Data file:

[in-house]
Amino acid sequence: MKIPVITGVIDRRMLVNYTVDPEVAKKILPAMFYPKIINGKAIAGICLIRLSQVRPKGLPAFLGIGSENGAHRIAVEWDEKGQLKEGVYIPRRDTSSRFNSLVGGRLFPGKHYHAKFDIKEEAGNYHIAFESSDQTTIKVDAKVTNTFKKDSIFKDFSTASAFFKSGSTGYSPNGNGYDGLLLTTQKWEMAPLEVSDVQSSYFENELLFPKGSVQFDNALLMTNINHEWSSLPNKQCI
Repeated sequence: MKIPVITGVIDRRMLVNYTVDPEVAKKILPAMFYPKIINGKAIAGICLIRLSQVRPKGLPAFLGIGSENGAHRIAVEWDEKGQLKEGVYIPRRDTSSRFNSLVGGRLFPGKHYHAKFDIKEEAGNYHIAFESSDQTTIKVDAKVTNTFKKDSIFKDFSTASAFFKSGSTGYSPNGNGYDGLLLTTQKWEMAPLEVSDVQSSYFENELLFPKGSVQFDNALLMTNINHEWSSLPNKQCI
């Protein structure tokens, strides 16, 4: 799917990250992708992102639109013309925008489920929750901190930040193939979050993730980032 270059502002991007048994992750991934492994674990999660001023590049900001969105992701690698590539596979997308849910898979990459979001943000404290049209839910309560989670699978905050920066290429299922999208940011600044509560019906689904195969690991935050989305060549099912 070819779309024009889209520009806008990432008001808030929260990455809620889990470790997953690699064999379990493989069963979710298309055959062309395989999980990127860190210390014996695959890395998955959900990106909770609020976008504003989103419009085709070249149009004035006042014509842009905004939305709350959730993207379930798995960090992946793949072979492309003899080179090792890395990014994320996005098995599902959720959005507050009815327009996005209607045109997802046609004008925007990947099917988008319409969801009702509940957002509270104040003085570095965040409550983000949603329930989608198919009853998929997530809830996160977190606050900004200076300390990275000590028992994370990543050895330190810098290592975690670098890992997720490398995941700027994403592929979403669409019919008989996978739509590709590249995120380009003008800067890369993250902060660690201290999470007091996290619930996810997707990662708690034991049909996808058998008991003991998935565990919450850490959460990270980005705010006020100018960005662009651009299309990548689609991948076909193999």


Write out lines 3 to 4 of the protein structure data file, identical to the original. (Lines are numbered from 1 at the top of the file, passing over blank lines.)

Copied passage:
Repeated sequence: MKIPVITGVIDRRMLVNYTVDPEVAKKILPAMFYPKIINGKAIAGICLIRLSQVRPKGLPAFLGIGSENGAHRIAVEWDEKGQLKEGVYIPRRDTSSRFNSLVGGRLFPGKHYHAKFDIKEEAGNYHIAFESSDQTTIKVDAKVTNTFKKDSIFKDFSTASAFFKSGSTGYSPNGNGYDGLLLTTQKWEMAPLEVSDVQSSYFENELLFPKGSVQFDNALLMTNINHEWSSLPNKQCI
């Protein structure tokens, strides 16, 4: 799917990250992708992102639109013309925008489920929750901190930040193939979050993730980032 270059502002991007048994992750991934492994674990999660001023590049900001969105992701690698590539596979997308849910898979990459979001943000404290049209839910309560989670699978905050920066290429299922999208940011600044509560019906689904195969690991935050989305060549099912 070819779309024009889209520009806008990432008001808030929260990455809620889990470790997953690699064999379990493989069963979710298309055959062309395989999980990127860190210390014996695959890395998955959900990106909770609020976008504003989103419009085709070249149009004035006042014509842009905004939305709350959730993207379930798995960090992946793949072979492309003899080179090792890395990014994320996005098995599902959720959005507050009815327009996005209607045109997802046609004008925007990947099917988008319409969801009702509940957002509270104040003085570095965040409550983000949603329930989608198919009853998929997530809830996160977190606050900004200076300390990275000590028992994370990543050895330190810098290592975690670098890992997720490398995941700027994403592929979403669409019919008989996978739509590709590249995120380009003008800067890369993250902060660690201290999470007091996290619930996810997707990662708690034991049909996808058998008991003991998935565990919450850490959460990270980005705010006020100018960005662009651009299309990548689609991948076909193999």